Tax Deductions

Loss Carry-Forward and Loss Carry-Back

For the purpose of corporate income tax any losses can be carried back for one year, up to a maximum loss of EUR one million. In contrast, losses can be carried forward with no time restriction. Up to the limit of EUR one million loss carry-forward is possible with no restrictions at all, for the purpose of corporate income tax. For any losses which are in excess of the EUR one million limit, at least 40% of the taxable income related to the loss will still remain subject to standard taxation. This means that a maximum of 60% of taxable earnings in excess of EUR one million can still be offset against the loss the corporation has incurred.

Deductibility of Interest Payments

In the large majority of cases, any interest payments are fully deductible as a usual operating expense. However, there are some special rules that apply to corporate groups. If the amount paid in interest payments were to exceed the amount the company had earned from interest, for more than EUR 3 million, then these exceeding payments are only deductible up to an amount of 30% of EBITDA (earnings before interest, taxes, depreciation and amortization).

Straight Line Depreciation

Any straight line depreciation on assets is also a deductible expense for the purposes of tax. The annual depreciation on any asset can be calculated by dividing the price paid for the asset by the estimated useful lifetime of the asset. All depreciations must apply the straight line method.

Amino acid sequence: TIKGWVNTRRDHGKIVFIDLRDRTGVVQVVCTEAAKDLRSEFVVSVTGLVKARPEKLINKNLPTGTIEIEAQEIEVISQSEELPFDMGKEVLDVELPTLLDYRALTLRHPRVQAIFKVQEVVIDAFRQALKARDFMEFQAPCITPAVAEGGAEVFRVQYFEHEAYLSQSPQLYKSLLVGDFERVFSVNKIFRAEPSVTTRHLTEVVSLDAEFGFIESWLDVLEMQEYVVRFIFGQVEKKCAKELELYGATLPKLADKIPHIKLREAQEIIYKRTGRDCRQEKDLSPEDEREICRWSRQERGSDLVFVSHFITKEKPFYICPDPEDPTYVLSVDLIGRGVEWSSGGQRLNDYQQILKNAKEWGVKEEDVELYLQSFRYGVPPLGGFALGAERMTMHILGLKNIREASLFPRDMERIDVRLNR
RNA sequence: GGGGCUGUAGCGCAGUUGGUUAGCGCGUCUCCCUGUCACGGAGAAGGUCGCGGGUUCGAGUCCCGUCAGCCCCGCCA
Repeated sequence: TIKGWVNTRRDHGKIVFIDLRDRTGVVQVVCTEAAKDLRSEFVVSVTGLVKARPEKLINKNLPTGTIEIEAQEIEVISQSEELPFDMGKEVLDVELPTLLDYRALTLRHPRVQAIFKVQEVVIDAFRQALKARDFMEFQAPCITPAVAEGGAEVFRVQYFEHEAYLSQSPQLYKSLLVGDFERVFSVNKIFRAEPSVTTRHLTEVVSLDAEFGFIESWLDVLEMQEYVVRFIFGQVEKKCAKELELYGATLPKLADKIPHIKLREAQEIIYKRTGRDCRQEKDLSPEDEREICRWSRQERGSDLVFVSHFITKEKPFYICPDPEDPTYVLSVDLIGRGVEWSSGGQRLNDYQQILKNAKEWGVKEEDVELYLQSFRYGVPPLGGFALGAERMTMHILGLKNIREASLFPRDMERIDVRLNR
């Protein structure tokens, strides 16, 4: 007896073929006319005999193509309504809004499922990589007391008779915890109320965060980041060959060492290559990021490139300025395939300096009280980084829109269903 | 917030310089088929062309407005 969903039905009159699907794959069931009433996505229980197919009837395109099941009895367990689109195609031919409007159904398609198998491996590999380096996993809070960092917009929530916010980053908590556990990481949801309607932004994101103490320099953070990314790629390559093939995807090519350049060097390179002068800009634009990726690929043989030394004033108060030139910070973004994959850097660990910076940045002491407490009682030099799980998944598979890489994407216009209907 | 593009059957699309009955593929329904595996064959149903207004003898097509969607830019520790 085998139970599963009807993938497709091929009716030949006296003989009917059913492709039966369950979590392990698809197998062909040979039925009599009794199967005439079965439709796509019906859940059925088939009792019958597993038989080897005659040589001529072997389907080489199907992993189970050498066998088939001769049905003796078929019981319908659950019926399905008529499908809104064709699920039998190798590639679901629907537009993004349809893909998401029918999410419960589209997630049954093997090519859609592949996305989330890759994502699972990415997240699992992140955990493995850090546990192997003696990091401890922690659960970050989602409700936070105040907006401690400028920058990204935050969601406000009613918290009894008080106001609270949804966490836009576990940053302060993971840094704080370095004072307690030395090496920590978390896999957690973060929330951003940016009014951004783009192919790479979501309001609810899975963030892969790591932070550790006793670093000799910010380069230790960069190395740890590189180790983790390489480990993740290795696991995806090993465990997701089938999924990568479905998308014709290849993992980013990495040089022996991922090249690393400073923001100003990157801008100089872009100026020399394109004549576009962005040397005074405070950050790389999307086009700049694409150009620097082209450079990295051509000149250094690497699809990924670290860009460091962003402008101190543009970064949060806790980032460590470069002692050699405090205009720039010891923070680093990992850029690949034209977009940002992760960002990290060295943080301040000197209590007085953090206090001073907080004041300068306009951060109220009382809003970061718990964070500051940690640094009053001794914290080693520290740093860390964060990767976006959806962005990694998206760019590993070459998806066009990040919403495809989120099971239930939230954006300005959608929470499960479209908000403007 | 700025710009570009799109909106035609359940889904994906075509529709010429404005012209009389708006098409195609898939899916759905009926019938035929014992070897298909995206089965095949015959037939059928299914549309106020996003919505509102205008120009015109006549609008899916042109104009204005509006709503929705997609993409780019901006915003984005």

Fiscal Unity Concept

The German fiscal unity concept does allow for profit and loss pooling for multiple corporations at the top dominant (parent) company to determine the overall profitability of the entire company for taxation purposes. In order to so, the dominant (parent) company must have its business management headquarters situation in Germany and must be subject to regular taxation in Germany. It’s irrelevant whether it is a German company or a permanent establishment of a foreign company in Germany, but it must meet the previous requirements. The fiscal unity concept does cover any corporate subsidiaries from Germany or any other EU/EEA member state, so long as they have their main place of business management in Germany. The dominant (parent) company in Germany must also hold in excess of 50% of the voting rights of all subsidiaries. As well as this, a profit and loss pooling agreement must be in place with a duration of at least five years. This agreement must be registered with the commercial register. Further clauses may apply.

Previous articleTrade Tax
Next articleGerman Tax Declarations

Most Popular

Getting Married in Germany

In Germany, marriage are considered legal unions, and essentially legally binding contracts between 2 persons. The union is protected under the German...

German Pension Entitlements & Retirement Age

The German pension system is regarded highly among other pension systems worldwide. However, due to an ageing population, the German government has...

Cost of Living in Berlin

When you decide to move to Germany, and Berlin in particular, it is important to understand what the cost of living in...

How to Start a Business in Berlin

Taxes Applicable in Berlin for Self-employed and Freelancers The legal form of your business will determine the various types...

Trade Tax in Germany (Gewerbesteuer)

Every business in Germany (with some exceptions) are liable to pay trade tax (Gewerbesteuer). There are various types of taxes that are...

The Difference Between Tax ID (TIN) and Tax Number in Germany

By the introduction of the tax identification number (IdNo, or TIN) in 2008, Germany wants to modernise its tax system by making...